These are the shy and retiring links that don’t draw attention to themselves…but they may turn out to be at least as useful as their boisterous brethren.

These links are not visually distinguished in any way; they are just all the other words in a resource, set in normal black text. But double-click on one of these guys and cool stuff happens…even better, you get to control what cool stuff happens!

When you double-click on a word in a resource, the Libronix DLS knows what language the word is and seeks to open a resource that will tell you something useful about that word.

You can try this right now…open up a Bible to Genesis 3:1 and double-click the word serpent. What happens on your machine?

On my machine, the Dictionary of Deities and Demons in the Bible opens to a fascinating article on serpents in the mythology and iconology of the Ancient Near East, its appearances in the Hebrew Bible, and in later writings.

Depending on how you have configured your machine and which books you own, you might see an equally fascinating article in A Dictionary of Biblical Tradition in English Literature discussing the serpent in Beowulf, Genesis B, Canterbury Tales and so on. Or maybe you’ll see the entry for serpent in Anchor Yale Bible Dictionary, Eerdmans Dictionary of the Bible, or The New Bible Dictionary.

If what you see isn’t as cool as you would like it to be, check out the tutorial article on English KeyLinking at Logos.com, which provides a strategy for configuring your preferences in this area. I think you’ll find it well worth the ten minutes it takes to read the article and customize for your own particular interests.

Proceed to Episode II >>

Product Guide to Multi-Volume Commentaries

Inspired by Vincent’s work on product guides introducing the dozens of Logos products related to biblical languages, I decided to write a product guide on commentaries available for Logos Bible Software. We offer a lot of commentaries, it’s a category of book that appeals to almost every user, and it seems like an area in which people would appreciate some guidance…
It soon became clear that I was sticking my arm into a hornet’s nest.

In the first draft, I classified each commentary series in the areas of technicality, theology, and methodology. So a series might bear the labels “Semi-technical, Expositional, Evangelical,” for example.

As it turns out, it’s difficult if not impossible to come up with labels that are sufficiently descriptive yet accurate…and inoffensive. Labeling commentaries is always a subjective exercise and no matter what labels you choose someone will disagree.

This I quickly learned.

I took some time away from the project and during that time re-visited a website put together by Tyler F. Williams, an OT professor at Taylor University College in Alberta. Williams offers an Old Testament Commentary Survey that seemed to me to strike the right balance of non-intrusive assistance. Its primary classification is by intended audience, with category descriptions that are somewhat elastic but still helpful.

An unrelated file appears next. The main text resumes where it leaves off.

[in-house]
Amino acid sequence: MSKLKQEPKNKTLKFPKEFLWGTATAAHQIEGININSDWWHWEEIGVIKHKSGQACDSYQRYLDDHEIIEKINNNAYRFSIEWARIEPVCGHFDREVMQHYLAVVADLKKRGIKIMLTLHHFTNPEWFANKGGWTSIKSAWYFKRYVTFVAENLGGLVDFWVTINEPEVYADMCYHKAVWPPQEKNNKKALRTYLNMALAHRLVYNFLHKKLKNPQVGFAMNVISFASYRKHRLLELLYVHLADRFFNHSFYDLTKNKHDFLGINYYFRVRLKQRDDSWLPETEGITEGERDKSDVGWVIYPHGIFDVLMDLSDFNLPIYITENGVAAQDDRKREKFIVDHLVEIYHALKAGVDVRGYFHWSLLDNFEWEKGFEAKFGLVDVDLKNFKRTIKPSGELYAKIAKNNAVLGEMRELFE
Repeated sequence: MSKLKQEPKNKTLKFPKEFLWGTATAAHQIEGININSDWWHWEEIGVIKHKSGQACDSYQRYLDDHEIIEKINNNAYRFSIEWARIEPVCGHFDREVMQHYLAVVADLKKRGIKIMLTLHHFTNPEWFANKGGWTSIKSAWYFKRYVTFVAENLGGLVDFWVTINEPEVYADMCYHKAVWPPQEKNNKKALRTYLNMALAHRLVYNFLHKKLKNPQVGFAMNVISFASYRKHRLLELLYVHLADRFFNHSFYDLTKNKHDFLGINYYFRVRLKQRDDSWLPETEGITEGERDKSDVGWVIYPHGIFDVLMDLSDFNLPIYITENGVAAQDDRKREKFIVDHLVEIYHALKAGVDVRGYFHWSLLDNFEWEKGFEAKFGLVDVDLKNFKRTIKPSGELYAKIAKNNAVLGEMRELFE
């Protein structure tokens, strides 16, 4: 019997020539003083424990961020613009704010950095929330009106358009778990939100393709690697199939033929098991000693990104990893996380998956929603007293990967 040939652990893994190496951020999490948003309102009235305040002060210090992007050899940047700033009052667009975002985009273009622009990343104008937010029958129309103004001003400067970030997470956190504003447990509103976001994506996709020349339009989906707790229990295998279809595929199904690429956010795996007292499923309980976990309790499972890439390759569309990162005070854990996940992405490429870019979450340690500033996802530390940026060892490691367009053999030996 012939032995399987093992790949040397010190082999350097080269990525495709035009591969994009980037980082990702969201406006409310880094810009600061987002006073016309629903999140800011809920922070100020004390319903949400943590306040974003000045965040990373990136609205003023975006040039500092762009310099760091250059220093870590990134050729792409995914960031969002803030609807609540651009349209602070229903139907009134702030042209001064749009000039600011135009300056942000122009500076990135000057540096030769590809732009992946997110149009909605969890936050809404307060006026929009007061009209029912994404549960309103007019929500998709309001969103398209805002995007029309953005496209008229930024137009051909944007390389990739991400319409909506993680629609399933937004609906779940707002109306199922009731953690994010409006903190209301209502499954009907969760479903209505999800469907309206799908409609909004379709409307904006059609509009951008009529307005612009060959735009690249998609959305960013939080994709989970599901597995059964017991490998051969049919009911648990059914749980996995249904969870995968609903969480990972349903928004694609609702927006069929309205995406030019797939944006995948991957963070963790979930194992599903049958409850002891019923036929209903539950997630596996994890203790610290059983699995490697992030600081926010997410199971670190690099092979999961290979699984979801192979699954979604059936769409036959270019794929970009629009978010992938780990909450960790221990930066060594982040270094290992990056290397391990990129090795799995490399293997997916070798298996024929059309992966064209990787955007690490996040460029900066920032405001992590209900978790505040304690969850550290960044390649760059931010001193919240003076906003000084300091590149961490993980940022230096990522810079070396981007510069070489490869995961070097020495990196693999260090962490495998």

Professor Williams graciously agreed to let us use his classification scheme, and the result is the Product Guide to Multi-Volume Commentaries.

The guide introduces more than 30 multi-volume commentaries available for Logos Bible Software, providing basic information about each one such as publisher, which Bible version is followed, how much Greek or Hebrew text to expect, and more. The accompanying brief descriptions come from each publisher, which lets the series “speak for itself” in terms of intended aim or purpose.

If you desire even more guidance in selecting and using commentaries and other reference works, you might be interested in F. W. Danker’s Multipurpose Tools for Bible Study (a Logos resource) or print resources such as John Glynn’s Commentary and Reference Survey or D. A. Carson’s New Testament Commentary Survey.

Of the Making of Books (Part 7)

Today’s guest blogger is Ken Smith, General Manager of Electronic Publishing Services at Logos.
(This is the next installment in a series of articles about our nearly 60 publishing partners who market their own electronic products using our technology.)

Liturgical Press
One of our earliest publishing partnerships was with Liturgical Press, the publishing arm of St. John’s Abbey and University, a Benedictine monastery and college in central Minnesota.

In 1997, Liturgical published an electronic edition of the Vatican II Papers. This was followed in 1999 by The Rule of St. Benedict Library, an ambitious project that includes numerous primary and secondary sources relating to Benedictine study. This product is a significant beneficiary of electronic technology, as the various translations of and commentaries on the Rule are able to be scrolled in parallel and set as preferred targets for keylinking.

In February of 2001, Liturgical released a set of reference titles in a collection they titled The Collegeville Catholic Reference Library, which was updated in August of 2002 to the Libronix Digital Library System. The set includes the most popular reference works from Liturgical Press: The Collegeville Bible Commentary, The New Dictionary of Sacramental Worship, The New Dictionary of Catholic Spirituality, The New Dictionary of Catholic Social Thought, The New Dictionary of Theology, and Consecrated Phrases: A Latin Theological Dictionary.